November 24th 2007


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Articles from this issue:

EDITORIAL: 2007 Federal Election contest enters final round

CANBERRA OBSERVED: John Howard's last-ditch pitch to voters

WATER: Governments raid irrigation water

FOREIGN AFFAIRS: Musharraf takes Pakistan to the brink of chaos

ASIA: Can Taiwan resist falling into China's orbit?

PACIFIC: Power struggle behind alleged Fiji coup

STRAWS IN THE WIND: John Howard's last hurrah? / Putin's new Russian empire / Junk-food on children's television / Corruption in Victoria / Banking on Kevin Rudd

REPRODUCTIVE HEALTH: The unacknowledged elephant in the room

OPINION: Pro-life outcry for dolphins, but not for humans

OPINION: Economics isn't everything

SCHOOLS: The case for external, competitive exams

CULTURE AND CIVILISATION: The massive assault on Judeo-Christian values

Why education has been captured by the Left (letter)

Culprit of centralisation? (letter)

BOOKS: COMRADES: A History Of World Communism, by Robert Service

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FOREIGN AFFAIRS:
Musharraf takes Pakistan to the brink of chaos


by Peter Westmore

News Weekly, November 24, 2007
If Pakistan suffers a breakdown of law and order, Islamist extremists could try to seize power and end up possessing nuclear weapons. Peter Westmore reports.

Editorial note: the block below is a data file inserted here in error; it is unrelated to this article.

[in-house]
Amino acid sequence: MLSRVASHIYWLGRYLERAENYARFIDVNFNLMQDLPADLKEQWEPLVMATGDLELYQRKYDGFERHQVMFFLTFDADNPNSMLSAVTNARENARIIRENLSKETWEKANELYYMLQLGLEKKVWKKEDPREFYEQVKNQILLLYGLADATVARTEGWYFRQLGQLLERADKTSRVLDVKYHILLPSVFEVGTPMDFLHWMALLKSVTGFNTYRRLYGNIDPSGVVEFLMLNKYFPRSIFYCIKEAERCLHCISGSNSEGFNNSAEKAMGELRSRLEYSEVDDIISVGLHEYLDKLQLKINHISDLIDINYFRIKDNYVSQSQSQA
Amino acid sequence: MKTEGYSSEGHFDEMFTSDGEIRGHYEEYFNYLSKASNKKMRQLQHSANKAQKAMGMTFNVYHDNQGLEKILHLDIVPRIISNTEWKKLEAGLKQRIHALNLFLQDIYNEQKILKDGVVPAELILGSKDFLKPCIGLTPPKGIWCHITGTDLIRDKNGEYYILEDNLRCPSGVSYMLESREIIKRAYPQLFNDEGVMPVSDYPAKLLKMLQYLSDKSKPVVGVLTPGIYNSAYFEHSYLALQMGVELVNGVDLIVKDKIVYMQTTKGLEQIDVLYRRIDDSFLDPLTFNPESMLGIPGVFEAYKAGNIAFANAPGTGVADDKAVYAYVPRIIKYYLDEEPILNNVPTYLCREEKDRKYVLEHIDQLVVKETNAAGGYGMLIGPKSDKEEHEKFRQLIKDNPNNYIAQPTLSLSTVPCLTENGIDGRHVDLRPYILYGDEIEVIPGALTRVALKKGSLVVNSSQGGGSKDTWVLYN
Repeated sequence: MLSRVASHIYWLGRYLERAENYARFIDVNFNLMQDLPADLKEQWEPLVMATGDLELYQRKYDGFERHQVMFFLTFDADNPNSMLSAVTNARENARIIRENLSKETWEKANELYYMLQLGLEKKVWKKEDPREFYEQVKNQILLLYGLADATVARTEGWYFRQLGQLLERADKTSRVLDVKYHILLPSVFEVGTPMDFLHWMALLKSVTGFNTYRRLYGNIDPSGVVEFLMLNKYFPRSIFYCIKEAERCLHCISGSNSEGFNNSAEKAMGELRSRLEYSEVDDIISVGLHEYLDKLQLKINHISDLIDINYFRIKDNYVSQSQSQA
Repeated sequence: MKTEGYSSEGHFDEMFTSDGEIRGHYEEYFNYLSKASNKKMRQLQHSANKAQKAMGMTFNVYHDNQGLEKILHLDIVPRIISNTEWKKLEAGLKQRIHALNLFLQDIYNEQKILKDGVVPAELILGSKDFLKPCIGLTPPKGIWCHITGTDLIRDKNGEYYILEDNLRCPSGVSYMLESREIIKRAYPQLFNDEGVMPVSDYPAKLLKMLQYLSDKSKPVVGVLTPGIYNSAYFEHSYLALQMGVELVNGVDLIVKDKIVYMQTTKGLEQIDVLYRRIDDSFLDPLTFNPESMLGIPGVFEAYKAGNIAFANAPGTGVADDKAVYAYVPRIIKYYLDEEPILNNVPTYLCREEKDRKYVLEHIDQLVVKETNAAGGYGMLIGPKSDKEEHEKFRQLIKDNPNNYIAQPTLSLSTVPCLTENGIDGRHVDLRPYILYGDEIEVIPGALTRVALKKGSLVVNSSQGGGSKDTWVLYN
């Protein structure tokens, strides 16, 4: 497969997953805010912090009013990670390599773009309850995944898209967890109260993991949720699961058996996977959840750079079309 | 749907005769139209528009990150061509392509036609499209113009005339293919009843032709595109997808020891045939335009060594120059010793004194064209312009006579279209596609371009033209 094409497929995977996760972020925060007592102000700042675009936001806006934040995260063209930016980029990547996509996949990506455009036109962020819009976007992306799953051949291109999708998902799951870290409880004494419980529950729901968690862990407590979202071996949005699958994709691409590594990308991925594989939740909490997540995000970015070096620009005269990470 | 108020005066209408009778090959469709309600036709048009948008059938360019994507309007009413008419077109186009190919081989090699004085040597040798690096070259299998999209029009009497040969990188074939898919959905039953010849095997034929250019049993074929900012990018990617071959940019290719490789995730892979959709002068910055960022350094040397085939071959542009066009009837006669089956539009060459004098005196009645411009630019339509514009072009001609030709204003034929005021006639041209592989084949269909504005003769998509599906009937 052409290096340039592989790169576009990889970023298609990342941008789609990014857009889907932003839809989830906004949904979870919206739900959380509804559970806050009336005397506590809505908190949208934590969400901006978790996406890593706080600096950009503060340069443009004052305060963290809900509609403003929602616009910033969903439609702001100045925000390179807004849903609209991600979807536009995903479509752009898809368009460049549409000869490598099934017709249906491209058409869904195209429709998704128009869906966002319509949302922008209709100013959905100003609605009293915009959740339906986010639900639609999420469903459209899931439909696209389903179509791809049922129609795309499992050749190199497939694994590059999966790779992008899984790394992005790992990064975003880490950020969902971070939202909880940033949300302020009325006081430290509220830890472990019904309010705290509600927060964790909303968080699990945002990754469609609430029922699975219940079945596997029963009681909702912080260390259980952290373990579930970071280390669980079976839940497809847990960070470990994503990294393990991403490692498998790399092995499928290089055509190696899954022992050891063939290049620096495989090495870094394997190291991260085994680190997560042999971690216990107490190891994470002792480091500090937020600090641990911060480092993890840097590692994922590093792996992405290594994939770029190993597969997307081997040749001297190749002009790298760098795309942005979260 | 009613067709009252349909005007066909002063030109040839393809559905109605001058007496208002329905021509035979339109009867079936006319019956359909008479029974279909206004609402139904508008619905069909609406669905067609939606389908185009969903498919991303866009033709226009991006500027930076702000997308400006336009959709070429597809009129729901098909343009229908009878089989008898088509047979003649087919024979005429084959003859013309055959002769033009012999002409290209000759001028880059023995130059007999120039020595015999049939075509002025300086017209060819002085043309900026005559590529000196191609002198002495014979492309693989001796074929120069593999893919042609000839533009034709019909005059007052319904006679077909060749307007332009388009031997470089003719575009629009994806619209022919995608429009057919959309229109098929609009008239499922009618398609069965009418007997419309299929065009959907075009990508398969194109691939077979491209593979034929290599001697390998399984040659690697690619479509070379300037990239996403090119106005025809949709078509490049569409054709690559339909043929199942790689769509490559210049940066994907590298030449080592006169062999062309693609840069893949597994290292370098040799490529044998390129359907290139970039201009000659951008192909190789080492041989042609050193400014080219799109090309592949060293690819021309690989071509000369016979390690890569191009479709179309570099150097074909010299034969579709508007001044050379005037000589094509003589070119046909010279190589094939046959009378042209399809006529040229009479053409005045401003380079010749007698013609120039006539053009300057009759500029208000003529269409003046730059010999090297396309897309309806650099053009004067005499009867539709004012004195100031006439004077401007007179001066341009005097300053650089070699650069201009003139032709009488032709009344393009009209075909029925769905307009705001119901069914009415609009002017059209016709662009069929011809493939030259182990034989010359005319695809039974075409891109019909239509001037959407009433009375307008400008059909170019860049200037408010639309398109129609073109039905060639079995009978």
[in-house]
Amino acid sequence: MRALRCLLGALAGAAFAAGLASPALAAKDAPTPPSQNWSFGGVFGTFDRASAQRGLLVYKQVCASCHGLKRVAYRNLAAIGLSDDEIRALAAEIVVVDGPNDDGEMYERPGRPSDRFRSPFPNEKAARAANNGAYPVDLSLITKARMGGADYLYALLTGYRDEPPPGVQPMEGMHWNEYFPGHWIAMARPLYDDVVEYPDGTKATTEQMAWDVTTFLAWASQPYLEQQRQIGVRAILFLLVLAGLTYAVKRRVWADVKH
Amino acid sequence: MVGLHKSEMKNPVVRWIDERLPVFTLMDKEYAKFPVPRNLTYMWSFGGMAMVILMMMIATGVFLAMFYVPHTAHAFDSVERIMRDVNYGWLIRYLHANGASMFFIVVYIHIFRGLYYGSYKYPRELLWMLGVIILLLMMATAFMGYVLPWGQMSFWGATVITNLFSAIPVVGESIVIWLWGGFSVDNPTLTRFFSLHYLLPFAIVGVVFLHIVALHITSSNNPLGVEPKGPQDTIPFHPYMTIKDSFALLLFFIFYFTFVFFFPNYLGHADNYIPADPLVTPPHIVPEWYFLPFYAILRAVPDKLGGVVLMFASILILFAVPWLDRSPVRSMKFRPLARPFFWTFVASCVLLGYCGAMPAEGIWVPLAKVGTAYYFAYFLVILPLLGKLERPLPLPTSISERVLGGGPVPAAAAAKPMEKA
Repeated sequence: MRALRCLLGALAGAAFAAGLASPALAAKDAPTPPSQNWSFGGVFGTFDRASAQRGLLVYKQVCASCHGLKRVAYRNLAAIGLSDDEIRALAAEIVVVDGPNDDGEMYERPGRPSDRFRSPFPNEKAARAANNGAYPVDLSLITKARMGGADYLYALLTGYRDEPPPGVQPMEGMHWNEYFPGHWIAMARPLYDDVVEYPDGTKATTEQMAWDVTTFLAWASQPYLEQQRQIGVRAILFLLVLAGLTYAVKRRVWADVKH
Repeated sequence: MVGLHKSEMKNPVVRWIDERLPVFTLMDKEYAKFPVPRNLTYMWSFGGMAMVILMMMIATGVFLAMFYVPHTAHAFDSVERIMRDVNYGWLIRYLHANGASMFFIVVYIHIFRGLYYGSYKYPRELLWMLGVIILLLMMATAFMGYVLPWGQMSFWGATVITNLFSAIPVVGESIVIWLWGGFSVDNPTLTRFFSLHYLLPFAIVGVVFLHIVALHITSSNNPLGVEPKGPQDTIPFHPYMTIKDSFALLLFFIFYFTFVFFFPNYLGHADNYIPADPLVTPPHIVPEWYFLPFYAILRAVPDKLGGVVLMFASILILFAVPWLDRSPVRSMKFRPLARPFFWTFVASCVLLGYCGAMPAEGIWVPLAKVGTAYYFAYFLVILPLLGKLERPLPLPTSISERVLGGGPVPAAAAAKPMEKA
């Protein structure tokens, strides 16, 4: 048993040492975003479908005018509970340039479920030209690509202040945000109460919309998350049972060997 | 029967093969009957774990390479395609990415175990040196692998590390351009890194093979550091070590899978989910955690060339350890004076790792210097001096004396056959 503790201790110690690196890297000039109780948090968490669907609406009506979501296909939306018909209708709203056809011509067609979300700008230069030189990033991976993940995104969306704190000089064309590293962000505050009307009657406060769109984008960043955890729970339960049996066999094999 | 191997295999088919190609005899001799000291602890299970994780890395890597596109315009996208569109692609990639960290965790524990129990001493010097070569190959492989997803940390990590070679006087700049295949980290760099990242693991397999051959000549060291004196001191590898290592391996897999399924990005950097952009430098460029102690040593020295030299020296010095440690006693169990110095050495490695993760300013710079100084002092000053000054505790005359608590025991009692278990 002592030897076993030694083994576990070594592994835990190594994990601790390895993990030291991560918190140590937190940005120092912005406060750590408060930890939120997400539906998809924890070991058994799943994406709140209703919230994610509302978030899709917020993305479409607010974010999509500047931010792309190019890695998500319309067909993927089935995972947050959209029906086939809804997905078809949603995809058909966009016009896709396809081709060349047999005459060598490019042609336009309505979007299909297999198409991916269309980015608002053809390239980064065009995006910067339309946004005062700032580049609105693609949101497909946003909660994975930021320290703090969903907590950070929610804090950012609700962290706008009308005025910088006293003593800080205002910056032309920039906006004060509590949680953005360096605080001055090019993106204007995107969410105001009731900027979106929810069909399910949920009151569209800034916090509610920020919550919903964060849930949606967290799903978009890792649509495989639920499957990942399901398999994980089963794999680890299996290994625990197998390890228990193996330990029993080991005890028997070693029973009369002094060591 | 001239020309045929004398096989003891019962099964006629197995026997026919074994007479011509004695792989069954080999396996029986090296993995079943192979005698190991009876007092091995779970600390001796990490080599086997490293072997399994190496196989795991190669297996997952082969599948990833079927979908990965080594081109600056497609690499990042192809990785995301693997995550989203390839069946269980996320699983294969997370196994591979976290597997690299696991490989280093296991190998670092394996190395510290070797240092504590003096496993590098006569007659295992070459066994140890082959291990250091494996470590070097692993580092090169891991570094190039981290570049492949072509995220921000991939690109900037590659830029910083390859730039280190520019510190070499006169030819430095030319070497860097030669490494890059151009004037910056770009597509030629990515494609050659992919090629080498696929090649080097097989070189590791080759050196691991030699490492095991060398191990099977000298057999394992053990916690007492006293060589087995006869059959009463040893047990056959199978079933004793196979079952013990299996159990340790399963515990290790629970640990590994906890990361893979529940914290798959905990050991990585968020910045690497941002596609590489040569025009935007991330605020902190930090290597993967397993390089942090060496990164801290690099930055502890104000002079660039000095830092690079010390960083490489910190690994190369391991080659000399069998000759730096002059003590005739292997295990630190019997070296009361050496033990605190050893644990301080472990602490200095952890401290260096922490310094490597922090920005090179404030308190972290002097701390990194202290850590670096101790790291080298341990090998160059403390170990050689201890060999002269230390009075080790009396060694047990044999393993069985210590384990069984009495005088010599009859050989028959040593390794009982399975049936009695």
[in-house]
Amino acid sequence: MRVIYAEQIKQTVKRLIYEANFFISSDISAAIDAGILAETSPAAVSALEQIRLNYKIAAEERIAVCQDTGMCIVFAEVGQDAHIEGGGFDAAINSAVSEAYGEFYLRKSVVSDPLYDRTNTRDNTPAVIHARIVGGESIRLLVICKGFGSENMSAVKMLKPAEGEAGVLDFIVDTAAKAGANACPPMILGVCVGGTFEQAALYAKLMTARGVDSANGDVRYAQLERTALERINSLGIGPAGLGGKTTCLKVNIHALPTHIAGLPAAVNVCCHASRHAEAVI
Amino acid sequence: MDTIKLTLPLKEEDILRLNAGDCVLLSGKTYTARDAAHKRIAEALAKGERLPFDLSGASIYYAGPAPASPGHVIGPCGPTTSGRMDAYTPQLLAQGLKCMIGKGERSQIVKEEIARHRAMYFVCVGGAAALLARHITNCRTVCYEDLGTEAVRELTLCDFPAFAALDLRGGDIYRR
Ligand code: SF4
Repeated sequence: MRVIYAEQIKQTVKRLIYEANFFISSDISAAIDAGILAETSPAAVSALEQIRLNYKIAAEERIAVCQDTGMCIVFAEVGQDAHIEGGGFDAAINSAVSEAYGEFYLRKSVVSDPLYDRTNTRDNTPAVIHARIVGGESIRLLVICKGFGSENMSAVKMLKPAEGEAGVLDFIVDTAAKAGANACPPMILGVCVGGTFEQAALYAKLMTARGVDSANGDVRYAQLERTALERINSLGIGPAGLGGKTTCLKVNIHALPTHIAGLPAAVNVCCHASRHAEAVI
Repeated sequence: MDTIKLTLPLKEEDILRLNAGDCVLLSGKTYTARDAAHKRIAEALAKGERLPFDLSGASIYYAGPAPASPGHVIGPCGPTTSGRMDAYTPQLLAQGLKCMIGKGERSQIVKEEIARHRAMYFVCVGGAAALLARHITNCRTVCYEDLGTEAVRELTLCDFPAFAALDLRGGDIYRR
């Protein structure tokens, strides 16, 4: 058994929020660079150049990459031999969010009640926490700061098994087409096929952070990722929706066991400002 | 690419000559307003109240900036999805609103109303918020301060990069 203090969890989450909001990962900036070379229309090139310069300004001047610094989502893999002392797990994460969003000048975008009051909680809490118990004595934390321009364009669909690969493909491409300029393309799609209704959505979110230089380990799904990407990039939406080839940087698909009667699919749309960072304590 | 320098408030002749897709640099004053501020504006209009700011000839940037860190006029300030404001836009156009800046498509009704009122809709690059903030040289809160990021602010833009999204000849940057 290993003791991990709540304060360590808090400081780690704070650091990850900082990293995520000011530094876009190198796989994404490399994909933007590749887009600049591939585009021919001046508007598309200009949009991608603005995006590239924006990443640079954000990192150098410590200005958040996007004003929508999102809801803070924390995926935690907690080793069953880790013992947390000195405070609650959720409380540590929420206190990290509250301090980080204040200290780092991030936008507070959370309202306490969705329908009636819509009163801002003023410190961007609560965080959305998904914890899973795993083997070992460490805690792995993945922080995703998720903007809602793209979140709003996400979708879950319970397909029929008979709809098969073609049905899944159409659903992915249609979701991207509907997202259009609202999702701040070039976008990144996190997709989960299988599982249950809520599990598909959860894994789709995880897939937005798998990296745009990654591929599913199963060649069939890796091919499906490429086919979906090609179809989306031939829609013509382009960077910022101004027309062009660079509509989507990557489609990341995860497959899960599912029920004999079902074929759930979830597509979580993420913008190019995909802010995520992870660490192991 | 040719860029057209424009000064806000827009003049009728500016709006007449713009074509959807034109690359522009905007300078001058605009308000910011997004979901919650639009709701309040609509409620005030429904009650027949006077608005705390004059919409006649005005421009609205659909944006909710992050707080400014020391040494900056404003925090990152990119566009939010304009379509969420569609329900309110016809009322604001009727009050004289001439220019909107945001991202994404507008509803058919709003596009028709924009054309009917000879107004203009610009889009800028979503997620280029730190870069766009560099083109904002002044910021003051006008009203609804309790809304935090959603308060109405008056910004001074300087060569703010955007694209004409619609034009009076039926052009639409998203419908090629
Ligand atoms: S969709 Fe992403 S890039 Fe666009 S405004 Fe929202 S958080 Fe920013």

General Pervez Musharraf, the army chief who has appointed himself President of Pakistan, is pushing his country to the brink of chaos, by detaining hundreds of lawyers, sacking justices of the Supreme Court and filling their positions with his own nominees, then imposing a state of emergency to prevent both political protests and electioneering before scheduled elections next January.

Pakistan is already a deeply divided society, with a growing Islamist political and military force challenging the traditional, more secular, political parties of Pakistan, which have been periodically overthrown by the military.

Musharraf's tactics have discredited the army, and united all other forces in society against him.

The sacking of justices of the Supreme Court follows months of legal stand-off between the President and the judiciary, and repeats Pakistan's long history of military takeovers.

Terrorist attacks

In his declaration on November 3, General Musharraf declared that the upsurge of terrorist attacks, judicial activism and a breakdown of government functions required the declaration of a state of emergency.

Over 40 suicide-bombings have occurred across the country this year, and over 600 people have been killed.

The most recent bombing was launched against supporters of Benazir Bhutto's Pakistan People's Party, after Miss Bhutto returned from exile in October.

Suicide-bombings led to the deaths of scores of people on the streets of Karachi, with hundreds more injured.

The simultaneous explosions bear the hallmarks of al Qaeda, which has a well-established network in Pakistan's largest city, extending out into the wild north-west province.

General Musharraf also accused some members of the judiciary of working at cross-purposes with the executive and legislature in the fight against terrorism and extremism, "thereby weakening the government and the nation's resolve to control this menace".